Time Out of the Busyness

This morning we will have the final session of our semi-annual vocation retreat weekend for UST law students and alumni. We have spent the time since we have been here at the Benedictine Center at St. Paul Monastery reflecting and sharing about our gifts, our values, how we hear God’s call, and things that inhibit us from hearing or responding to God’s call. We also offer time for sharing, centering prayer, walking meditation, and one-on-one talks with me about whatever is on the mind of the student/alum. It is always a rich experience.

I am grateful that we are able to offer an opportunity for members of our community to “come away and rest awhile.” It is not easy. Besides for school or work, some are parents, and all (including the three of use who co-facilitate the weekend) have a lot of demands on their time. But they know that taking this time to be with God, to refocus on where and how God is calling is essential to both their growth in and with God, and to their ability to face all they have to face as the semester goes on.

It is never easy for most of us to take a weekend away. There is never really a “good” time to do retreat. But, as important (essential) as I think daily prayer is, I also believe that taking some time to “come away” – whether for a weekend, a week, or even longer – is important for all of us.

Which reminds me – time to schedule my annual summer 8-day retreat.


Keep Holy the Lord’s Day

Today is the Christian Sabbath, the day of rest, the Lord’s Day that we are asked to keep holy. Yet, for many (dare I say most) Christians, it will be a day like any other. Apart from a quick stop at Mass or some other service (maybe) it will be a day to catch up on errands, go to sports games, deal with e-mail or any number of other things.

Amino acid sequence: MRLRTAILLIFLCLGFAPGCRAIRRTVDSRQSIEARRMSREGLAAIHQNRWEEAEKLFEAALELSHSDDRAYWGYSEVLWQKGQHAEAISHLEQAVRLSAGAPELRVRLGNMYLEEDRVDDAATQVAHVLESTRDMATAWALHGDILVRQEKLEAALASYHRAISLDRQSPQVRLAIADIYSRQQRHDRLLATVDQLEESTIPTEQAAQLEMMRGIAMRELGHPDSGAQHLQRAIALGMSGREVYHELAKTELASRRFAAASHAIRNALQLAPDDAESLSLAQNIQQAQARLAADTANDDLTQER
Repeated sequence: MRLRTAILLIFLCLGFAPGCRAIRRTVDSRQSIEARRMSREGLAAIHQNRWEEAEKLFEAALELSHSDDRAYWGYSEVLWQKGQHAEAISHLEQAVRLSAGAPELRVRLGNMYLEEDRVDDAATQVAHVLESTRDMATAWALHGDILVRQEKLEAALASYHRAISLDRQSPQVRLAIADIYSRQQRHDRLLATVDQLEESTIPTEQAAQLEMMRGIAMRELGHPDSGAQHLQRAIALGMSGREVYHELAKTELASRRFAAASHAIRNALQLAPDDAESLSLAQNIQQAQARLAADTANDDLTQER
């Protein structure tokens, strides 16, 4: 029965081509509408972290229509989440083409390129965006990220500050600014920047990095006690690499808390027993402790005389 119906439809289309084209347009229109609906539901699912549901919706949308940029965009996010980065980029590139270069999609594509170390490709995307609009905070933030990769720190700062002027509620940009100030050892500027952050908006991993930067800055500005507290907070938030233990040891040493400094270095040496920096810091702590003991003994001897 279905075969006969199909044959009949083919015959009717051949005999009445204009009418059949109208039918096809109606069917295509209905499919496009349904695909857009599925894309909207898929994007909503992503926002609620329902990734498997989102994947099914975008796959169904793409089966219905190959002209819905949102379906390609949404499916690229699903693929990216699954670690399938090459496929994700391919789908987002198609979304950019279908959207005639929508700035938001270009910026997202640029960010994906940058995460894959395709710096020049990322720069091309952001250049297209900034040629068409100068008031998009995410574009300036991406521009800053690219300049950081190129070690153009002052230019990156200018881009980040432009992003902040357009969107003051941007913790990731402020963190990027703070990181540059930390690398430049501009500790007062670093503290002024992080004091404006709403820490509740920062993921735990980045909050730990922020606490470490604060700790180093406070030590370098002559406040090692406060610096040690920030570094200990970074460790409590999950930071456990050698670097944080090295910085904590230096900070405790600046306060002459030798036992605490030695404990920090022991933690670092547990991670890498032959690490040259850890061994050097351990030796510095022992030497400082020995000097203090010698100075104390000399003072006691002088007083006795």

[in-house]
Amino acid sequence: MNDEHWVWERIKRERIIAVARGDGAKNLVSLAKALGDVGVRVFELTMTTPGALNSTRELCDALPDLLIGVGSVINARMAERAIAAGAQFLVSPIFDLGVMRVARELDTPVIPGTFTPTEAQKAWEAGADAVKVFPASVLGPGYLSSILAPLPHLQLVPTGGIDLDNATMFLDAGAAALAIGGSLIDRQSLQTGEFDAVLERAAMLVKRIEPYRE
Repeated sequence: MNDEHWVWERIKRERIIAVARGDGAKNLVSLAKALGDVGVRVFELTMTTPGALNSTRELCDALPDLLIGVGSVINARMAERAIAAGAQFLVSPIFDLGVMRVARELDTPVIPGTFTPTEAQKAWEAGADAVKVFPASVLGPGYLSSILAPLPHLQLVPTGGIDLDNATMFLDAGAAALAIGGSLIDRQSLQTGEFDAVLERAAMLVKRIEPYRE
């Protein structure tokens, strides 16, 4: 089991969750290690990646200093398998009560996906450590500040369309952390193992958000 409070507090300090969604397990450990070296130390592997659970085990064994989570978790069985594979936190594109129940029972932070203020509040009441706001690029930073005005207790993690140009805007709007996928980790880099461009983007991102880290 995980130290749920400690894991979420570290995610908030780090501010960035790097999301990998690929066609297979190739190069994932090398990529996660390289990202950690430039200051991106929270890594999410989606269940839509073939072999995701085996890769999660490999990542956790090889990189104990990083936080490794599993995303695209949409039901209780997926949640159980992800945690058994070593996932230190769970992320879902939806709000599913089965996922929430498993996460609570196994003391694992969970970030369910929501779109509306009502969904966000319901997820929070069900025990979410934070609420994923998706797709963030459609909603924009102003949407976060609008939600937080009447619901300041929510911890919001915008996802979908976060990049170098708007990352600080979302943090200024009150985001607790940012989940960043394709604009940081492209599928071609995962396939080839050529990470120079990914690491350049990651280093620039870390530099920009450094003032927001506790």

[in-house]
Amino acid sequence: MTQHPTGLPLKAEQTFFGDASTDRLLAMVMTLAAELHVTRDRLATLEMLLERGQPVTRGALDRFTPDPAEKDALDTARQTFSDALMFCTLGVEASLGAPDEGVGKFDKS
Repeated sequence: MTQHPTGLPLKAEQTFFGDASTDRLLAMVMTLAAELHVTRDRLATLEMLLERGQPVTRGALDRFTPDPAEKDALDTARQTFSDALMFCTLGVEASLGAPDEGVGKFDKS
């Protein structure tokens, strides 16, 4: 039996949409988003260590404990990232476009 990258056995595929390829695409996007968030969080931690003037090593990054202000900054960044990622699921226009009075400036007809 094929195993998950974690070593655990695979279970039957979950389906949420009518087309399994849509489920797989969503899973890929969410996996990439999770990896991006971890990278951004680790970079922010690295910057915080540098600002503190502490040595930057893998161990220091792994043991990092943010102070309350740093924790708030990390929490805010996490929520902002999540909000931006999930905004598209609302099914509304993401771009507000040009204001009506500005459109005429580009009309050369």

Although I speak of Christians because today is Sunday, I suspect the same if true for our Jewish brothers and sisters, who celebrate their Sabbath on Saturday (more specifically, from sundown Friday evening til sundown Saturday evening). Many spent yesterday doing exactly what they do any other day of the week.

On so many different levels, this is unfortunate, and the real loss is ours. Rabbi Norman Cohen, a Rabbi here in the Twin Cities it has been my fortune to meet recently, gave a talk at Holy Cross about ten days ago that he generously shared with me. It was a beautiful reflection on the Sabbath (that I am hoping he will post online).

In his talk, Rabbi Cohen quote another Rabbi, Rabbi Mordechai Kaplan, who wrote:

An artist cannot be continually wielding the brush. The artist must stop painting at times to freshen the vision of the object, the meaning of which is to be expressed on canvas. Living is also an art. The Shabbat represents those moments when we pause in our brushwork to renew our vision of the object. Having done so, we take ourselves to our painting with clarified vision and renewed energy.